Dr. Walid Phares

www.walidphares.com

Friday, May 25, 2007

Fighting in Lebanon - Phares with the Latest Analysis   [W. Thomas Smith Jr.]

 

Walid Phares with more analysis exclusive to The Tank

The Grand Syro-Iranian spring offensive has begun in Lebanon. The design is to drag the Lebanese Army into side - but costly - fights with group A, while group B is preparing itself for the next stage, possibly a summer offensive.

There is a consensus among terrorism analysts in Lebanon including those within the Lebanese Government and the Cedars Revolution that elements within Syrian intelligence have been tasked with instigating or initiating a battle in Tripoli between Fatah al Islam and the Lebanese Army in hopes that Lebanese Army units would falter and Lebanese-Palestinian fighting would widen.
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The second stage of this spring offensive is to push elements of Jund al Sham (another al Qaeda affiliate) into the southern Palestinian camp of Miyeh-Miyeh near Sidon. The objective is to open another front for Group A: that is the Salafists against the same Lebanese Armed Forces.
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Ultimately, the Syro-Iranians hope to see the Lebanese armed forces engaged in fighting in multiple enclaves from Tripoli to Sidon, and perhaps to the Bekaa.
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This terror plan is to drain the operational forces of the Lebanese Army by forcing the LA to engage enemy forces in multiple locations.
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Such a situation would quickly deplete the munitions of regular forces and dangerously stretch Lebanese forces.
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Aware that 10,000 soldiers of the Lebanese armed forces are already deployed south of the Litani in order to implement
UN resolution 1701 along with UNIFIL forces [United Nations Interim Force in Lebanon], the joint Syrian-Hezbollah war room has in fact pushed the Salafist Jihadists toward the objective of spreading and dividing Lebanese forces across the Lebanese territories. The long-term objective is to "kill" the central force of the Lebanese Army and prevent it from being reinforced by its own reserve forces.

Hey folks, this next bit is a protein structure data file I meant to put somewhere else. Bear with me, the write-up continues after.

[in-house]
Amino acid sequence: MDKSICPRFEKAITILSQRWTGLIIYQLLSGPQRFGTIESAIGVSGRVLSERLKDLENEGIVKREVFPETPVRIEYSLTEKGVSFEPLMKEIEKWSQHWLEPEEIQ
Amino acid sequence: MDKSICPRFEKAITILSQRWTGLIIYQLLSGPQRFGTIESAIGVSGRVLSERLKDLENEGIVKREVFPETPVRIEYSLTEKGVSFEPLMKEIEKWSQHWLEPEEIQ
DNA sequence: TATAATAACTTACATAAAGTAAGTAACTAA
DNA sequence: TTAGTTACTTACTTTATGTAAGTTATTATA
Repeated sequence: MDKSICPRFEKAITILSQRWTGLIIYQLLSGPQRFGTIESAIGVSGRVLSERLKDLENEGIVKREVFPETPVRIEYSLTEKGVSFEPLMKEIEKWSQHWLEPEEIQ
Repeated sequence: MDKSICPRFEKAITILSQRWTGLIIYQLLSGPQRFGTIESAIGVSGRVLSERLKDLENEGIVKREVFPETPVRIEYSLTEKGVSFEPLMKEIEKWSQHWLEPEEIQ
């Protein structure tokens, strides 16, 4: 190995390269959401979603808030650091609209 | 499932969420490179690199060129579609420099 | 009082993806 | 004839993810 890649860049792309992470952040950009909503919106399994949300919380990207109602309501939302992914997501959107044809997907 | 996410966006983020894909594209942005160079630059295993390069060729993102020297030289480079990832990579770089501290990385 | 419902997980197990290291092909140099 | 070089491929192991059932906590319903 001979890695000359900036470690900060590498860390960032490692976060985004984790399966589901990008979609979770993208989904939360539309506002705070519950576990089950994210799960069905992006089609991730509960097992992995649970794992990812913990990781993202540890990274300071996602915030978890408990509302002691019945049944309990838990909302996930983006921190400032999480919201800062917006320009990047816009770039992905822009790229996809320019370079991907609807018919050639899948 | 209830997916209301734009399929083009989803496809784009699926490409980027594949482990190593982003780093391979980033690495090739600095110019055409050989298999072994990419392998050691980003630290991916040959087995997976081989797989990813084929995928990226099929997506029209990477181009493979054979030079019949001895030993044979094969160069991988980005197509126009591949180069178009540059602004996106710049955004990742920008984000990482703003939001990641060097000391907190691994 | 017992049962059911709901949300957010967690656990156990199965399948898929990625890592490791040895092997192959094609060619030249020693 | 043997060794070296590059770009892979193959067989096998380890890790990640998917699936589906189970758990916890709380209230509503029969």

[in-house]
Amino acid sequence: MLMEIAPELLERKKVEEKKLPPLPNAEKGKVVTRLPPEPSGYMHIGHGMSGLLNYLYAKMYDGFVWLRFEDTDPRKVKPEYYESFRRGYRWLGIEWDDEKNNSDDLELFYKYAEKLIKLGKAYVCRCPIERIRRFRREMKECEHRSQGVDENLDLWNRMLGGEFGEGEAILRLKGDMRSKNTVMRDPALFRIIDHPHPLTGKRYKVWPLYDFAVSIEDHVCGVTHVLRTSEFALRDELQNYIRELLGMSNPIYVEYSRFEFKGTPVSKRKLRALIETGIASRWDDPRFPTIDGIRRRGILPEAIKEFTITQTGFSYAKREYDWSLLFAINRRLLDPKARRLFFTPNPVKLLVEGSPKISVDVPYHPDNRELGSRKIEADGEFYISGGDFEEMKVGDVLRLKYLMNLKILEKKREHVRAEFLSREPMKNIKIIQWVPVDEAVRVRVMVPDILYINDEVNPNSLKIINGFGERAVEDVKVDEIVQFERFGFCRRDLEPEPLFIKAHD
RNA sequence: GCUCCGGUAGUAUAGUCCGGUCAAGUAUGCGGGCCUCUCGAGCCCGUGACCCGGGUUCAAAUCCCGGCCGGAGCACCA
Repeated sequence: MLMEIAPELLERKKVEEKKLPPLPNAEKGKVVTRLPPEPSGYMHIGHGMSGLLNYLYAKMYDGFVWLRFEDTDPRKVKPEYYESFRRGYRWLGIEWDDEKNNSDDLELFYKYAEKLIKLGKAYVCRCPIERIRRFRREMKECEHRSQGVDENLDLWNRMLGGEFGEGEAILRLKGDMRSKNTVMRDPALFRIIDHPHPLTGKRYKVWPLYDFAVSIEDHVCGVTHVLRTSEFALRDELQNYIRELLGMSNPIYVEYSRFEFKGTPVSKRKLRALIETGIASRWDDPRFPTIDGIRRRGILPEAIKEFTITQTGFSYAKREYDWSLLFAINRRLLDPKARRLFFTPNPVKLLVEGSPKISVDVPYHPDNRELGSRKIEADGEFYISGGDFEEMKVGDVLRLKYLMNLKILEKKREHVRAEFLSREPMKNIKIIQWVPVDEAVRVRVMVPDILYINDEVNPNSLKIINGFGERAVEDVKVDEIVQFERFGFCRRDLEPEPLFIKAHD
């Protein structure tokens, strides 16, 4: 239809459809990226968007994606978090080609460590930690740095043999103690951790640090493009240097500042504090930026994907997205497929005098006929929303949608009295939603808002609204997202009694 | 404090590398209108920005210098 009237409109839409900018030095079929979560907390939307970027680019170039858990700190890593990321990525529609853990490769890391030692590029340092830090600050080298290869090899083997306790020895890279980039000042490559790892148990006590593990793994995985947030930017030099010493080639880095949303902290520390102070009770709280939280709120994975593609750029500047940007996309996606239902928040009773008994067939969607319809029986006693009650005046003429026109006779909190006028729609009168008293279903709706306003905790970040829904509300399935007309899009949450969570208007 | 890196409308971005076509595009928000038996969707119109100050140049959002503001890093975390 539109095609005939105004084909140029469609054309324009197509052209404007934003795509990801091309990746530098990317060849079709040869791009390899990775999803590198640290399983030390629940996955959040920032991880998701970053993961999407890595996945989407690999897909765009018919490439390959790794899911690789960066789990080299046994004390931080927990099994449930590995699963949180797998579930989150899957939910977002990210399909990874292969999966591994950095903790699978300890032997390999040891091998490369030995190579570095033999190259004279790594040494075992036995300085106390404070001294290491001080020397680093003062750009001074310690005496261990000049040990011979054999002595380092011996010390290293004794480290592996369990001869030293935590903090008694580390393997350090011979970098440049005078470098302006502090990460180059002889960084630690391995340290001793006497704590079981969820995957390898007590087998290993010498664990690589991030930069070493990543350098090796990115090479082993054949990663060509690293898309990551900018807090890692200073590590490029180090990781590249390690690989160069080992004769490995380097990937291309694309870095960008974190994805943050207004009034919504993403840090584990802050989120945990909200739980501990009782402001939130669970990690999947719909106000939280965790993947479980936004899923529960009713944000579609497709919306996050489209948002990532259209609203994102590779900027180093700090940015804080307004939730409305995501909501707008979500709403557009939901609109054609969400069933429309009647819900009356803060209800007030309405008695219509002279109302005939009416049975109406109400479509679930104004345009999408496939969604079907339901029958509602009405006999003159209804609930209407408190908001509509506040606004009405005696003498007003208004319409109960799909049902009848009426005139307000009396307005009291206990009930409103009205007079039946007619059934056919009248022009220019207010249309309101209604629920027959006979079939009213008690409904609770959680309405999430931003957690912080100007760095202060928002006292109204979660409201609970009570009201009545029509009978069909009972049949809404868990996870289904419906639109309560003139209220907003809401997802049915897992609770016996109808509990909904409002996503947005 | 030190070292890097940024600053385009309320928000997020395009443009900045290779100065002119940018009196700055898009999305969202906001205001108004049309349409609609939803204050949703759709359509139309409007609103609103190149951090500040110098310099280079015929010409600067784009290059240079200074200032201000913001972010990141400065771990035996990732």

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By early summer, Group B composed of Hezbollah and all other pro-Syrian militias would join the fray against the Lebanese government and seize ground in Beirut and throughout the remainder of the country.
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Hence, the Lebanese Army confrontation with al Qaeda in Tripoli and eventually in Sidon should take into consideration Group B preparing for future action.

Besides, when it comes to Hezbollah, many LA soldiers who are under the influence of (or who fear) the Iranian-backed militia might quit.
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So, what we see right now, is a Lebanese Army engaging the northern front with al Qaeda. The Lebanese soldiers have very little equipment, and the may possibly have to engage the Bin Laden elements in the south, soon.
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In our estimation, the international community (including the U.S.) must have an emergency plan for strategic assistance of the Lebanese government against Group A now. And it must expect attacks from Group B in the very near future.
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Yes, the Lebanese troops, with their M16 rifles, M113 troop transports, and outdated M48 tanks, are showing courage against the most lethal terrorists on the face of the earth. But courage alone is not enough.
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Washington must act fast to enable the Lebanese Government to achieve the following:

  • Contain the terrorists in the Tripoli area.
  • Contain the terrorists in the Miyeh-Miyeh area.
  • Regroup central LA forces to protect the government and the Cedars Revolution from a potential summer offensive by Hezbollah
  • Integrate an international plan under UNSCR 1559 and 1701 to disarm the militias and defend the borders against Syria. 

More from Walid here and here.